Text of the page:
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OpenGL Shaking object on near object

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I am writing a space model program when i go near the same object in space, the same objects shake when i rotate the view. but when i move far away from it, it looks okay again. someone told me that it is related to the z buffer precision in opengl. am i right? and how can i solve it?thx

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It might be a precision issue, but I'm not sure it's the precision of the depth buffer.

Where is your object located?
How is your projection set up?
How do you calculate and set the transformations?

Some code (and maybe some screenies) would really be helpful.

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Quote:
Original post by Lord_Evil
It might be a precision issue, but I'm not sure it's the precision of the depth buffer.

Where is your object located?
How is your projection set up?
How do you calculate and set the transformations?

Some code (and maybe some screenies) would really be helpful.

I am drawing a very big city.
when i look from the sky ,there is no problem.
but when i go inside the house, which has some furniture,
the furniture shakes.
On the other hand, i also want to see the environment through the windows of the house , so i can not just draw the house when i am inside it.


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Well, it could be a precision issue with the coordinates that isn't noticable from far distances. Where are the furniture located (coordinates)?

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Quote:
Original post by Lord_Evil
Well, it could be a precision issue with the coordinates that isn't noticable from far distances. Where are the furniture located (coordinates)?

so close to eye and with small difference in their vertex coorindates.

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Yes, close to the eye if you move the camera next to them. That's why depth precision almost can't be the problem.

But what are the absolute coordinates? If the coordinates are very far from the origin, floating point precision in the vector/matrix math might be the issue.

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Quote:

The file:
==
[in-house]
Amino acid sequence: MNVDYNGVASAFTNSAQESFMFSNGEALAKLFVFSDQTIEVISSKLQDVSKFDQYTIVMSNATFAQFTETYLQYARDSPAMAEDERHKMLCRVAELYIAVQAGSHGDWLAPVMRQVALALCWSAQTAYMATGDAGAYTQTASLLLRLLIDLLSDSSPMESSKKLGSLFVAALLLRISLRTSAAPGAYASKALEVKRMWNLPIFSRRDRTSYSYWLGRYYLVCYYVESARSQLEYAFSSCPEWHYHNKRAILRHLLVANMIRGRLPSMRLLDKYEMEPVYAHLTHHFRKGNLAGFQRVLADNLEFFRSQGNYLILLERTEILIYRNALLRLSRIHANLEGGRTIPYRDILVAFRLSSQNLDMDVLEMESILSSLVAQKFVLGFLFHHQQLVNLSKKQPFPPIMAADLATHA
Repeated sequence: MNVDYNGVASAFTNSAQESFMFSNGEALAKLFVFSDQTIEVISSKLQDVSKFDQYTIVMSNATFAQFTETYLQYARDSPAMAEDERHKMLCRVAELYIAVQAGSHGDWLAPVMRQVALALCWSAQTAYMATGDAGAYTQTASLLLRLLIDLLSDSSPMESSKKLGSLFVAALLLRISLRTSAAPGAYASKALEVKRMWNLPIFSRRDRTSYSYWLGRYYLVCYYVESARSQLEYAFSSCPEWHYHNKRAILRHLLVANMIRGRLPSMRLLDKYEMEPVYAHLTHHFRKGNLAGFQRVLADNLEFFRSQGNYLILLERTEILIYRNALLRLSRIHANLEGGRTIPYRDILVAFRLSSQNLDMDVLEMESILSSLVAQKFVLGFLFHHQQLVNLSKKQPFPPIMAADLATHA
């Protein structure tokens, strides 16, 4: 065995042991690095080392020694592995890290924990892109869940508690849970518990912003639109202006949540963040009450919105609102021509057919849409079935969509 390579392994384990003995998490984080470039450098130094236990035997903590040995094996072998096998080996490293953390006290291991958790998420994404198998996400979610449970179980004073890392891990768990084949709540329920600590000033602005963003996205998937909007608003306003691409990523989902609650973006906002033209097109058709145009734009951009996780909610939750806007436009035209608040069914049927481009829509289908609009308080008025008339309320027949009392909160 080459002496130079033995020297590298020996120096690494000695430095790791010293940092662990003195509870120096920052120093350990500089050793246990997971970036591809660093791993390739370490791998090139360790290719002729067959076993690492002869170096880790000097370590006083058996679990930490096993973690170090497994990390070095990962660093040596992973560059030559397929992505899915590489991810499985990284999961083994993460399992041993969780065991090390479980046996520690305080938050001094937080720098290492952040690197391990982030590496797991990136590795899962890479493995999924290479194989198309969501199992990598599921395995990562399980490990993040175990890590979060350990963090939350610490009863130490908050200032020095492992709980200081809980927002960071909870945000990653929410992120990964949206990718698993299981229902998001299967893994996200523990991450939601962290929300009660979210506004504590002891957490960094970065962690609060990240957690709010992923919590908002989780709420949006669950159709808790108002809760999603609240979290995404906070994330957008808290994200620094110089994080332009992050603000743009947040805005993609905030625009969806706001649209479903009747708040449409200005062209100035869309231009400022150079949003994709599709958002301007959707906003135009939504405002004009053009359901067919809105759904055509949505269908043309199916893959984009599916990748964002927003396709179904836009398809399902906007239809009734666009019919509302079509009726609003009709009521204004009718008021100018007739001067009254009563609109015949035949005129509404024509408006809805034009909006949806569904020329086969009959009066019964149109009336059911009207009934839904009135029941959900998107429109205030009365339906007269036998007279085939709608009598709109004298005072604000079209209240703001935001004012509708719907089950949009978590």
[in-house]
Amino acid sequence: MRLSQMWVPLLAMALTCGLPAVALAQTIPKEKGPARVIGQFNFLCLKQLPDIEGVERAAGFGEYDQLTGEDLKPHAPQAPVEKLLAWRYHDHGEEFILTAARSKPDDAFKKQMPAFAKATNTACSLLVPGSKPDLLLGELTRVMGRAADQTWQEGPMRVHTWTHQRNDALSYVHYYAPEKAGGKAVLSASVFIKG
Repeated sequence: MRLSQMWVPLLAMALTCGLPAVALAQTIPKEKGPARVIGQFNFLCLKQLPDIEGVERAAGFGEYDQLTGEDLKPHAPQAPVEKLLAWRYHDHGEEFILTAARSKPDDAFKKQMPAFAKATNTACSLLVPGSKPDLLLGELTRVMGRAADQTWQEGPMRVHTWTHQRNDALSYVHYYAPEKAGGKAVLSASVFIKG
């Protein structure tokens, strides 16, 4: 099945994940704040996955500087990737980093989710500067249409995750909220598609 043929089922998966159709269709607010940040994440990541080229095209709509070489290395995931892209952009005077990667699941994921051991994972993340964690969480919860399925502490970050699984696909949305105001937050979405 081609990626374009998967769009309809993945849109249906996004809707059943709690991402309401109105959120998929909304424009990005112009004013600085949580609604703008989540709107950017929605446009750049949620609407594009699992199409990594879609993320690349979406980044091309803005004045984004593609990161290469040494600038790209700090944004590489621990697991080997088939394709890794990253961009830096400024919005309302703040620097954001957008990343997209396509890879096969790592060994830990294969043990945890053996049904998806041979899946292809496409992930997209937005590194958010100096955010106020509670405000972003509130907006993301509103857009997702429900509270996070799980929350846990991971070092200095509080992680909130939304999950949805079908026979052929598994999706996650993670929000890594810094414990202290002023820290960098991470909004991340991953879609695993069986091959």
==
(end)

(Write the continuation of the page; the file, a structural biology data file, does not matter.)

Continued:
Original post by Lord_Evil
Yes, close to the eye if you move the camera next to them. That's why depth precision almost can't be the problem.

But what are the absolute coordinates? If the coordinates are very far from the origin, floating point precision in the vector/matrix math might be the issue.


yes. the coordinate was very large, becuase it is the real coordinates (around 8000000) ,but with tiny difference between the furniture in coordinates (~0.001-0.0000001).
Someone told me that this make the z buffer has a very large range( due to the very far object and very near object), together with the small differnece between the furnitures in coordinates , opengl will have some precision error on the obj coordinates. So how can i solve it?

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No, that isn't a problem with the z-buffer.

The depth resembles the distance of a fragment to the camera, so if you are close to the objects depth precision is generally good enough.

The z-buffer distributes depth values non-linearly between the near plane (close to the viewer) and the far plane (maximum visible distance to the viewer), with highest precision being close to the viewer. Thus if you view the objects from a large distance you might see z-fighting, which might however be almost not noticable if the objects are small (i.e. have a small on-screen size).

You problem most likely results from lack of floating point precision. Your very large coordinates cause heavy rounding and you might not even be able to distinguish between 800000.0 and 800000.1.

Now, arithmetic operations worsen that problem since small rounding errors add up. This is likely to happen with your transformations.

One possible solution is to use sectors with integer sector coordinates, i.e. the sector at the origin has 0/0/0 and the sectors next to it could have -1/0/0, 1/0/0, ...
Each sector coordinate represents a certain unit, e.g. 1 km or 100m, so the center of the sector with coordinates 2/0/3 might have a distance of x=200m, y=0m and z=300m from the origin.

Objects are now places in relation to a sector, i.e. their coordinate stores the sector coordinate and an offset. For example, if your table is at x=800000.5, y=15.0 and z=4021.7 and a sector coordinate represents 1000 units the table's coordinate would be:
xsector=800, ysector=0, zsector=4 and
xoffset=0.5, yoffset=15, zoffset=21.7

When rendering and transforming you calculate the sector coordinates of the camera and use that as your local origin, i.e. if the camera is located in sector x=799, y=0 and z=4 your table would be rendered at x=(800-799)*1000 + 0.5=1000.5, y=(0-0)*1000 + 15 = 15 and z=(4 - 4) * 1000 + 21.7 = 21.7


Edit: have a look at this thread for some more information, especially the links in the second post.

Edit: another note, just to make it clear: Although I think your problem is not a depth precision one, you should not forget that a high far/near ratio will kill your depth precision anyways. It's not the object coordinates but the settings for the near and far plane of your projection matrix that matter in this case. Near should be as far away as possible (often 1.0 is a good value) whereas far (the maximum viewing distance) should be as near as possible (values between 500 and 1000 should be sufficient). Have a look here.

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